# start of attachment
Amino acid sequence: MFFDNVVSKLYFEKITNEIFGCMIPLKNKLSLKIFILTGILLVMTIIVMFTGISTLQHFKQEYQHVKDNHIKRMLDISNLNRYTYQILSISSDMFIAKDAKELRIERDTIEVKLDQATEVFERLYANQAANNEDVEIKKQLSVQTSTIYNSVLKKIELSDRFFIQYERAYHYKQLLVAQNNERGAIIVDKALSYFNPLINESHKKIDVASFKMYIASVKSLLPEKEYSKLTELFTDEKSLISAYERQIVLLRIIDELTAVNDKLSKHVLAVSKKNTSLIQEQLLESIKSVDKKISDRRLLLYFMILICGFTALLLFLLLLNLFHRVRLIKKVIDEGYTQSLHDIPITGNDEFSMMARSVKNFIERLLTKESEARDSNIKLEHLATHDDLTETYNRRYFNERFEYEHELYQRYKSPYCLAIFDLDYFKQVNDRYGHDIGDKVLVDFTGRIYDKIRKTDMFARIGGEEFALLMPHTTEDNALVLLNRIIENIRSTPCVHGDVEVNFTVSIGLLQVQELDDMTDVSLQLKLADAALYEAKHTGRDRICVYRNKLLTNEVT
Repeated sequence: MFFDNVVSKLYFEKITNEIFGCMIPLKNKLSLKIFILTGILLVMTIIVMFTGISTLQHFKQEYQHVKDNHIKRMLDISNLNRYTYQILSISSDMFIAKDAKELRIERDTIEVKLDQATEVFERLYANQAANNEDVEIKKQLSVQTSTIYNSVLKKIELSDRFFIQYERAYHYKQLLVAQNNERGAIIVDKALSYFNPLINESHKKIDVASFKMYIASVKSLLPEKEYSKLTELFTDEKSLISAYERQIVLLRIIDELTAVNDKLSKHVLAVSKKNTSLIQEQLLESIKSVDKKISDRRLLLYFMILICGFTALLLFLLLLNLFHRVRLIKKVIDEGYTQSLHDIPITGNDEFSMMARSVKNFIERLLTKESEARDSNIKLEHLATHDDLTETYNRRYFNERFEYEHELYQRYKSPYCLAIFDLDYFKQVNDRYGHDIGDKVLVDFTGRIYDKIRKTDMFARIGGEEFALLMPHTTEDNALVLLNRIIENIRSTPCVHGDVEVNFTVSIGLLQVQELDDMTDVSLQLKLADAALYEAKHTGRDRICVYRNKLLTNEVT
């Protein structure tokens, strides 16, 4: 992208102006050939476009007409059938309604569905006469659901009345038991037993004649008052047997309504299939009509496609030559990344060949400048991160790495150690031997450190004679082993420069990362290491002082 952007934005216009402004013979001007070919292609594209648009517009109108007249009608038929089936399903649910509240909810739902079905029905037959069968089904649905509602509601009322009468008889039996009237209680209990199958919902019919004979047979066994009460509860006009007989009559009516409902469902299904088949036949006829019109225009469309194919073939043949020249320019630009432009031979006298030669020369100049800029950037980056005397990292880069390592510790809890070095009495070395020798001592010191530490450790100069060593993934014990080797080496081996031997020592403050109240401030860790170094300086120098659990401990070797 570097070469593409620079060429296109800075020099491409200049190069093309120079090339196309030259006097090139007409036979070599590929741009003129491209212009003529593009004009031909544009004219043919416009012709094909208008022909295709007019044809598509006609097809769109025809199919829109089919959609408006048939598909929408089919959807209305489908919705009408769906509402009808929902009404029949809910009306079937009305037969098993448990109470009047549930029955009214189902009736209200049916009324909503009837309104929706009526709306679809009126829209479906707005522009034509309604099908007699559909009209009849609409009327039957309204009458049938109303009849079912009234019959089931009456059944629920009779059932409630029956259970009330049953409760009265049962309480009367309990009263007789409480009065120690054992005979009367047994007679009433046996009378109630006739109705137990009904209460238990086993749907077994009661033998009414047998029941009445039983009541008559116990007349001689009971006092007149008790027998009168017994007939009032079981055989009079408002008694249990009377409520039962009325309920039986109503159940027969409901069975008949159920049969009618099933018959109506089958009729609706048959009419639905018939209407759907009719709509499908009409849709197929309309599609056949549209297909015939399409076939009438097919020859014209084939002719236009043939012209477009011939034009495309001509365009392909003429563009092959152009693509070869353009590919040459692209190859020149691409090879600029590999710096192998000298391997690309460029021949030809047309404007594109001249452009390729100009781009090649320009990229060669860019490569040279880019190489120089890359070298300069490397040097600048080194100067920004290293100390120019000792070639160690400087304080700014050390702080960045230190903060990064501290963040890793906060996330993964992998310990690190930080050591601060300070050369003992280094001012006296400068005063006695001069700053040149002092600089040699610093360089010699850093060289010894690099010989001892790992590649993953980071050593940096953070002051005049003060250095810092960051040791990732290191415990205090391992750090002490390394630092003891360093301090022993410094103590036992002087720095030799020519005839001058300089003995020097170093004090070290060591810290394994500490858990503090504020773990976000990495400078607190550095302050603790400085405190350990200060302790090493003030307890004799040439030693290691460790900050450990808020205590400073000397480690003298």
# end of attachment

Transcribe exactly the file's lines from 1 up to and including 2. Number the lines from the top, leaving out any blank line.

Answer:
Amino acid sequence: MFFDNVVSKLYFEKITNEIFGCMIPLKNKLSLKIFILTGILLVMTIIVMFTGISTLQHFKQEYQHVKDNHIKRMLDISNLNRYTYQILSISSDMFIAKDAKELRIERDTIEVKLDQATEVFERLYANQAANNEDVEIKKQLSVQTSTIYNSVLKKIELSDRFFIQYERAYHYKQLLVAQNNERGAIIVDKALSYFNPLINESHKKIDVASFKMYIASVKSLLPEKEYSKLTELFTDEKSLISAYERQIVLLRIIDELTAVNDKLSKHVLAVSKKNTSLIQEQLLESIKSVDKKISDRRLLLYFMILICGFTALLLFLLLLNLFHRVRLIKKVIDEGYTQSLHDIPITGNDEFSMMARSVKNFIERLLTKESEARDSNIKLEHLATHDDLTETYNRRYFNERFEYEHELYQRYKSPYCLAIFDLDYFKQVNDRYGHDIGDKVLVDFTGRIYDKIRKTDMFARIGGEEFALLMPHTTEDNALVLLNRIIENIRSTPCVHGDVEVNFTVSIGLLQVQELDDMTDVSLQLKLADAALYEAKHTGRDRICVYRNKLLTNEVT
Repeated sequence: MFFDNVVSKLYFEKITNEIFGCMIPLKNKLSLKIFILTGILLVMTIIVMFTGISTLQHFKQEYQHVKDNHIKRMLDISNLNRYTYQILSISSDMFIAKDAKELRIERDTIEVKLDQATEVFERLYANQAANNEDVEIKKQLSVQTSTIYNSVLKKIELSDRFFIQYERAYHYKQLLVAQNNERGAIIVDKALSYFNPLINESHKKIDVASFKMYIASVKSLLPEKEYSKLTELFTDEKSLISAYERQIVLLRIIDELTAVNDKLSKHVLAVSKKNTSLIQEQLLESIKSVDKKISDRRLLLYFMILICGFTALLLFLLLLNLFHRVRLIKKVIDEGYTQSLHDIPITGNDEFSMMARSVKNFIERLLTKESEARDSNIKLEHLATHDDLTETYNRRYFNERFEYEHELYQRYKSPYCLAIFDLDYFKQVNDRYGHDIGDKVLVDFTGRIYDKIRKTDMFARIGGEEFALLMPHTTEDNALVLLNRIIENIRSTPCVHGDVEVNFTVSIGLLQVQELDDMTDVSLQLKLADAALYEAKHTGRDRICVYRNKLLTNEVT